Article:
Understanding the distribution of seabed habitats such as seagrass beds, bare sands, rocky reefs, and rhodolith beds is important for successful coastal environmental management. However, studying the dynamic structure and composition of the seabed can also provide powerful insights into the processes that determine the distribution and diversity of habitats. In Esperance Bay, research is being conducted into the relationships between habitat diversity, sediment transport, wave energy, and the 3D structure of the seabed. Gaining an understanding of these physical processes provides information about the stability of habitats, and also assists the prediction of habitat distributions in areas where detailed mapping has not yet been conducted.
The rugged southern coast of Western Australia near Esperance has a unique inner shelf environment, with a limestone seabed punctuated by numerous granitic outcrops. This archipelago was first charted by Matthew Flinders in 1802, and comprises over 100 dome-shaped islands, and more than 1500 small islets and exposed shoals. A recent ecological study by the University of Western Australia has revealed that this environment contains a diverse array of subtropical and temperate flora and fauna. This is partly due to the influence of the eastward flowing Leeuwin Current, which warms the usually cool sea to over 20ºC in summer. This coast is exposed to the most extreme wave energy of the entire Australian coastline, and the seabed is subjected to powerful wave abrasion down to almost 100 m during storms. On the inner shelf of the Recherche Archipelago, the average seafloor depth is about 40 m, and the majority of the islands occur in waters less than 60 m deep.
The Recherche Archipelago is a challenging environment in which to assess habitats, due to frequent extreme weather conditions. Recently, surveys were conducted to investigate the effects of sediment transport, erosion, and accumulation on the distribution of seabed habitats. In the Recherche Archipelago, seabed grab sampling, core sampling, underwater video, sub-bottom profiling, and swath acoustic mapping (or multibeam sonar) has revealed the structure and composition of the seabed in unprecedented detail. In addition, acoustic backscatter images were produced by the swath mapper, providing textural information about the seabed which helps to delineate habitats such as rhodoliths.
For more information about the acoustic habitat survey methods, visit the Coastal CRC's coastal water habitat mapping webpage.
Figure 1. High resolution bathymetry (Reson 8125) of the seabed around the Woody Island group in the Recherche Archipelago, showing areas of sediment buildup to the north-east of islands; A) acoustic backscatter delineation of a rhodolith bed; B) limestone structures on the seabed; and C) seabed sediment dunes. Backscatter imagery processed by Curtin University Centre for Marine Science and Technology.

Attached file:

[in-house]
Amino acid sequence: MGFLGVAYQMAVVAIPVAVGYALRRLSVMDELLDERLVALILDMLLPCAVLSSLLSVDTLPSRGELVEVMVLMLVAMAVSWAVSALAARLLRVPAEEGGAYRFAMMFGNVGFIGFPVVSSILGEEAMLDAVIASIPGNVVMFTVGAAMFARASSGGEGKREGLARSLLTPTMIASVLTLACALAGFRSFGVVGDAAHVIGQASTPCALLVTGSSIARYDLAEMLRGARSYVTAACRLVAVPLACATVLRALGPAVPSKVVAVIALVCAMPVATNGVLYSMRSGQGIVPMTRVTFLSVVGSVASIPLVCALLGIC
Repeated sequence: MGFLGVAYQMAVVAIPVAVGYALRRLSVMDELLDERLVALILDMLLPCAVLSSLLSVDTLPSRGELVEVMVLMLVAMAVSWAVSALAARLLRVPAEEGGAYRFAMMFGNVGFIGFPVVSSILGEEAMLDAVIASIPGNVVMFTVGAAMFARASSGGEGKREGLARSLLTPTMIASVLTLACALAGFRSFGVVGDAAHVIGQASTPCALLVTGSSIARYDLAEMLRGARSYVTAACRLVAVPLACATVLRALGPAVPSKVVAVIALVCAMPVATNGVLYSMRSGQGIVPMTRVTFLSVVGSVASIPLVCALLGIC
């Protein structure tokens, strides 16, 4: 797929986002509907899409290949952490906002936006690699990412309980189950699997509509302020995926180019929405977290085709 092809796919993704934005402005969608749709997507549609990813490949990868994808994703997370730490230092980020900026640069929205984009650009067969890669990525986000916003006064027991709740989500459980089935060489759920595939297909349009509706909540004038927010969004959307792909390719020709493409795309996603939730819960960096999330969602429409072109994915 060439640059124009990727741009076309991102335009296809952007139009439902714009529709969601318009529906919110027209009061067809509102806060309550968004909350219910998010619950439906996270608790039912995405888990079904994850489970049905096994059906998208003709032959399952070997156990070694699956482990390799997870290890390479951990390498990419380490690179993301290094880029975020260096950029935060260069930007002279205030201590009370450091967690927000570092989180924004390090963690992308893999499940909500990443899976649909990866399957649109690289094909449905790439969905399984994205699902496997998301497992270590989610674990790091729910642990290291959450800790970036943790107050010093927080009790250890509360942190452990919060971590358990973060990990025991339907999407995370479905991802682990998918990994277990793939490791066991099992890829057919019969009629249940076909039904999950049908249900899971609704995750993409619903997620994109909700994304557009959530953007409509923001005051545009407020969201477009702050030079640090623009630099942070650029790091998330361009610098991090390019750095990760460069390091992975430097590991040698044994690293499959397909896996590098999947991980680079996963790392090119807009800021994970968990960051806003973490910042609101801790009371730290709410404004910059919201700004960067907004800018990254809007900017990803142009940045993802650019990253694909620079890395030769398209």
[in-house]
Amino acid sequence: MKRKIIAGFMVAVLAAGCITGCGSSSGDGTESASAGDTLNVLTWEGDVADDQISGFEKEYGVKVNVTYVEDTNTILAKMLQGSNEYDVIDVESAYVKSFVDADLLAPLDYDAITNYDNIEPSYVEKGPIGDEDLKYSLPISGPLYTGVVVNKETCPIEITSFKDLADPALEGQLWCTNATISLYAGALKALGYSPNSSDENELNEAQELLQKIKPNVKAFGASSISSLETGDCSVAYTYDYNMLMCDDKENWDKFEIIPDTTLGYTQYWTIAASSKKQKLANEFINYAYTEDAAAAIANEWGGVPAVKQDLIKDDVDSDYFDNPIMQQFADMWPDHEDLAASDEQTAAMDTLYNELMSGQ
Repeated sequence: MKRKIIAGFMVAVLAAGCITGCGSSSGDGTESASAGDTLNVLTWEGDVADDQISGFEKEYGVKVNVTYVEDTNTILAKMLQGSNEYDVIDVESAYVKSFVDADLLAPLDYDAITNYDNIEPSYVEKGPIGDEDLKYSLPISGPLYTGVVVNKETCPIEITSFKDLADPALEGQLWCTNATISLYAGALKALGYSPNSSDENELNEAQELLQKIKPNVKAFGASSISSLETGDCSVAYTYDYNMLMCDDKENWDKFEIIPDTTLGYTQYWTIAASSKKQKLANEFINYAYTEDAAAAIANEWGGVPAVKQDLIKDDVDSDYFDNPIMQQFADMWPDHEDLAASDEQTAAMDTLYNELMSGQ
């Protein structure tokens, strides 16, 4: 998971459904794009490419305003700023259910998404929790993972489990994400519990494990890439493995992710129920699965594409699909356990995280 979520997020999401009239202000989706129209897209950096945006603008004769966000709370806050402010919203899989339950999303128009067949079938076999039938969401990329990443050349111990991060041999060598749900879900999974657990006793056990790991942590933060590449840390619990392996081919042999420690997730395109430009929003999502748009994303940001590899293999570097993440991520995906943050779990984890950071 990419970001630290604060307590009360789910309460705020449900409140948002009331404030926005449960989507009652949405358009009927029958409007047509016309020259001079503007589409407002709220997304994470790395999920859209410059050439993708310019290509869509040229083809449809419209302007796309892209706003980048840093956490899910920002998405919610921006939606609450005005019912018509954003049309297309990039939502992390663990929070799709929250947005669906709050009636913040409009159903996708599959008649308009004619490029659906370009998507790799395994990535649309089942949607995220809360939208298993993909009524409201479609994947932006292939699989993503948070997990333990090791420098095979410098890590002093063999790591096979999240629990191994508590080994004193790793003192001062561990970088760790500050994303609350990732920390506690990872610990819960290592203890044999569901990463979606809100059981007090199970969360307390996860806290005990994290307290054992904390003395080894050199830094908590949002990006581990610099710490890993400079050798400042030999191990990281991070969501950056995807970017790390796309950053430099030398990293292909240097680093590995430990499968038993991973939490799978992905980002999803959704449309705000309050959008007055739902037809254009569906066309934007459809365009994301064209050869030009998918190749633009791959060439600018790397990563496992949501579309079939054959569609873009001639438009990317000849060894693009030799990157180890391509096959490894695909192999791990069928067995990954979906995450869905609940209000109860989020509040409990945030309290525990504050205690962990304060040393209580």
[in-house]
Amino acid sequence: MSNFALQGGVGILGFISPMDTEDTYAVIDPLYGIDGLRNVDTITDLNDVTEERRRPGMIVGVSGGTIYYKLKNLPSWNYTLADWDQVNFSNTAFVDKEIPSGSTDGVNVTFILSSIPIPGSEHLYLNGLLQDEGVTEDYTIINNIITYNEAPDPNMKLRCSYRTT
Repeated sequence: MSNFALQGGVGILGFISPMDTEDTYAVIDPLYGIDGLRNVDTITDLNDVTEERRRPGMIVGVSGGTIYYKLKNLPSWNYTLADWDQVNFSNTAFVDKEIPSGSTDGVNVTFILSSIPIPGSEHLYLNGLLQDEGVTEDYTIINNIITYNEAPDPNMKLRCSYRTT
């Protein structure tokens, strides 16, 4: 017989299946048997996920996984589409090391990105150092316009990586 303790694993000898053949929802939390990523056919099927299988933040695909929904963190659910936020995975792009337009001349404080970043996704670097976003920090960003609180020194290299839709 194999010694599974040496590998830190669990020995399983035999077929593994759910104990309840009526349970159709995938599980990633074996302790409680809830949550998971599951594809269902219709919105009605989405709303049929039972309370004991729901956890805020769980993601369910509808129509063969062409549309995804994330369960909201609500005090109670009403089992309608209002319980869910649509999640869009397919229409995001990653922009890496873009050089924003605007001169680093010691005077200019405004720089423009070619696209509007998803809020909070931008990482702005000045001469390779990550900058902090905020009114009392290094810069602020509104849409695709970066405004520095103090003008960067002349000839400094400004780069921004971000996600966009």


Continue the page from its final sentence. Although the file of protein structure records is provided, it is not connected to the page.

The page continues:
Close to the shore, the seabed comprises well-rounded quartz sand, which is often colonised by extensive beds of seagrass. The nearshore zone is dominated by an east to west long-shore sediment transport system. In protected bays, seagrasses encourage this sediment to build up over time.
Further offshore, the seabed is quite different. The majority of the substrate comprises a hard and mostly flat limestone surface, which is generally swept clean of sediment by the strong currents generated by heavy wave action during storms. This provides an ideal substrate for a diverse range of attaching marine organisms such as sponges, bryozoans (lace corals), ascidians (sea squirts), corals, and marine algae. Wide but low sediment dunes were discovered in various locations. These dunes are probably mobilised during storms, and may periodically bury limestone reef habitats as they move across the middle shelf in a shoreward direction.
The numerous steep sided granite islands have a strong influence on sedimentary and biological processes in the Recherche Archipelago. The islands provide shelter from the dominant south-westerly swell, and therefore provide habitat for a diversity of animals and plants that are adapted to different levels of wave exposure. Many of the attaching and free living organisms (such as molluscs, foraminifera, calcareous algae, and bryozoans) produce skeletons of calcium carbonate, which over time create large quantities of coarse sediment. This material accumulates as areas of mostly bare sand on the sheltered sides of the rocky islands, producing yet another type of seabed habitat. Core samples indicate that sediment accumulation is generally slow, however rapid pulses of accumulation also occur, possibly related to large storm events. These events may bury biota such as seagrass, which subsequently take a long time to re-establish themselves.
Figure 2. Conceptual model of the distribution of sediments and habitats on the Recherche Archipelago inner shelf, showing the directions of sediment transport and areas of seabed erosion.
Extensive rhodolith beds occur in partially sheltered environments. Rhodoliths are free-living red algal encrustations that range in size from a few millimetres to 5 cm in diameter. Individual rhodoliths are slow growing, occur in various shapes or growth forms, and due to their complex shapes, provide habitats for numerous types of small marine organisms. Core samples from rhodolith beds show that they produce large quantities of calcium carbonate sediment, and also provide the only sheltered environment in which fine muddy sediment can accumulate. Contaminants produced by human activities are often strongly associated with muddy sediments, and therefore may build up in these areas of seabed.